However, the conviction of Jasper and Brown for contributing to the delinquency of the minor presents a different problem. Their indictment was based on a single charge, i.e., that they contributed to her delinquency by permitting her to be present on the premises while they were in unlawful possession of marijuana. The State introduced no evidence whatever to show that the minor knew that either Brown or Jasper had marijuana on the premises, or that she was exposed to its use knowingly or unknowingly, or that anyone used it in any way in her presence, or encouraged her to use it, or suggested that she use it. Yet defendants' motion for acquittal on that ground was denied by the trial court.
In charging the jury as to the issue to be decided, the trial court did not confine its deliberations to a decision as to whether the State had shown beyond a reasonable doubt that the defendants had contributed to the delinquency of the minor by allowing her to be on the premises while they possessed marijuana. Nor did the court instruct the factfinders that in order to convict they had to be satisfied to the required degree that while the minor was in the house with the permission of the defendants, she knew that one or both of them possessed marijuana, or that she was exposed in some way to the fumes or odor of the drug as it was being used in her presence by one or both of them. Instead of relating the facts actually proved to the specific offense charged, the court instructed the jury that "any person who by any willful act encourages, causes or contributes to a child's delinquency is guilty of a crime" under N.J.S.A. 2A:96-4. Then the court proceeded to define juvenile delinquency by quoting substantially from N.J.S.A. 2A:4-14, saying,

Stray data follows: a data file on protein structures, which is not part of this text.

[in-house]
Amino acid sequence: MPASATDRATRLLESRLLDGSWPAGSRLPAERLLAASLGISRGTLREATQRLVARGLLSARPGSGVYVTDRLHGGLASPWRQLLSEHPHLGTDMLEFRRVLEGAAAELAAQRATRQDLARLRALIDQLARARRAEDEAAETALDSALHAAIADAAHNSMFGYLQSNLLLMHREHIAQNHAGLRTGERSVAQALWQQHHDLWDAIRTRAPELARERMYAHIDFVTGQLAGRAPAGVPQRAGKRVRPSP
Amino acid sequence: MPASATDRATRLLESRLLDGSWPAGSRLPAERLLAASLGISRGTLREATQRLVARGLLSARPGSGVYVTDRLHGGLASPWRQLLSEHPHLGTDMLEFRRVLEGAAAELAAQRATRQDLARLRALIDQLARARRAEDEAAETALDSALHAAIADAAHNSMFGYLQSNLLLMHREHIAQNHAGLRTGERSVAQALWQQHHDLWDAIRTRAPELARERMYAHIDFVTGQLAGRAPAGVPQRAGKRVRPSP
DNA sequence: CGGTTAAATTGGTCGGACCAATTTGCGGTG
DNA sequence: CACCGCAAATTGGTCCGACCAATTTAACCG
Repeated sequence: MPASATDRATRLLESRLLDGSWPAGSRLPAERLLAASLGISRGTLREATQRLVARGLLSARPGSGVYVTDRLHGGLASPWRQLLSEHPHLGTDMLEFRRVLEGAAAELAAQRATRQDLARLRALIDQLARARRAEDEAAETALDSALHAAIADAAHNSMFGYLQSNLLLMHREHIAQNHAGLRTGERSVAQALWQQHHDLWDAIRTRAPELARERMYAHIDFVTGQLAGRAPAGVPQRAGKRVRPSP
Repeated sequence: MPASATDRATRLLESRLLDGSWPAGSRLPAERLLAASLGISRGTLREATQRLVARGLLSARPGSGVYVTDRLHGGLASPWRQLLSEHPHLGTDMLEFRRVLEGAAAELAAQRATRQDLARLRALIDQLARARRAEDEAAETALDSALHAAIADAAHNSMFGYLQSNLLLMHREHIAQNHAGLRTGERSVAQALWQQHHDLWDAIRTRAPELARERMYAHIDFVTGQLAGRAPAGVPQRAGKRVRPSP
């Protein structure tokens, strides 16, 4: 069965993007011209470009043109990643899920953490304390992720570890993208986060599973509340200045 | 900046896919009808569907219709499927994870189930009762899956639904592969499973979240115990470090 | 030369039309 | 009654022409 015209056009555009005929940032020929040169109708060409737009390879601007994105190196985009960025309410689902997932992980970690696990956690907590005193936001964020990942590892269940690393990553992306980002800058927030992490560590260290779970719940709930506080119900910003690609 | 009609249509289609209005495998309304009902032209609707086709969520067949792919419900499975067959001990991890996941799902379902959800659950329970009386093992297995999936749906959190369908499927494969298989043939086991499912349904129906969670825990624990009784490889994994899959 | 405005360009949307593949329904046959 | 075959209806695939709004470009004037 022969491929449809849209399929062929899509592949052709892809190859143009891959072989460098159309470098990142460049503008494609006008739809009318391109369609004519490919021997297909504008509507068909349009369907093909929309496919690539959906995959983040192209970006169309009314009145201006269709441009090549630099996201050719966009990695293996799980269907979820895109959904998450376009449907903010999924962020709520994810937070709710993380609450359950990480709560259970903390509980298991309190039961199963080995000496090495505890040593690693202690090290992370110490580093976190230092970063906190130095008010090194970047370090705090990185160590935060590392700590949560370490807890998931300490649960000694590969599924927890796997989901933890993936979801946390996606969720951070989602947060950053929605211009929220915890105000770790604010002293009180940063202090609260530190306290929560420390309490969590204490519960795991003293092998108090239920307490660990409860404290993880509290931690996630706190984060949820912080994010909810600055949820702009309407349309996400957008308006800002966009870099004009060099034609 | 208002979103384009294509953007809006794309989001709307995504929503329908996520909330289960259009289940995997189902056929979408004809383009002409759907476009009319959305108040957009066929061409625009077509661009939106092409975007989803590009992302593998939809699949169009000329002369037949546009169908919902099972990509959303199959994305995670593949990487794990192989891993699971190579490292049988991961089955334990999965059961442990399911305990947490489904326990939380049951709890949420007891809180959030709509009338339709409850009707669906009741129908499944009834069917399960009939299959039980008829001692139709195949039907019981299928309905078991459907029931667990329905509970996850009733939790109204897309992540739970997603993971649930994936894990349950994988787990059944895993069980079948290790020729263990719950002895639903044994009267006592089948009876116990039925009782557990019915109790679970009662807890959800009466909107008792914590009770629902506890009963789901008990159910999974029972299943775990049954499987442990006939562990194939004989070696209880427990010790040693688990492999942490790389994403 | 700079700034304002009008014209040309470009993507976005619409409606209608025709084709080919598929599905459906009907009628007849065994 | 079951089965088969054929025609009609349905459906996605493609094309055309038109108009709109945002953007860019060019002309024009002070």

Juvenile delinquency is hereby defined as the commission by a child under the years of 18 as follows: Any act or offense for which he could be prosecuted in the method partaking of the nature of a
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criminal action or proceeding; or being a disorderly person, or habitual vagrancy, or incorrigibility or immorality or knowingly associating with thieves or vicious or immoral persons, or growing up in idleness or delinquency, or knowingly visiting or patronizing other places or establishments, his admission to which constitutes a violation of the law; deportment by the juvenile endangering the morals, health or general welfare of said child.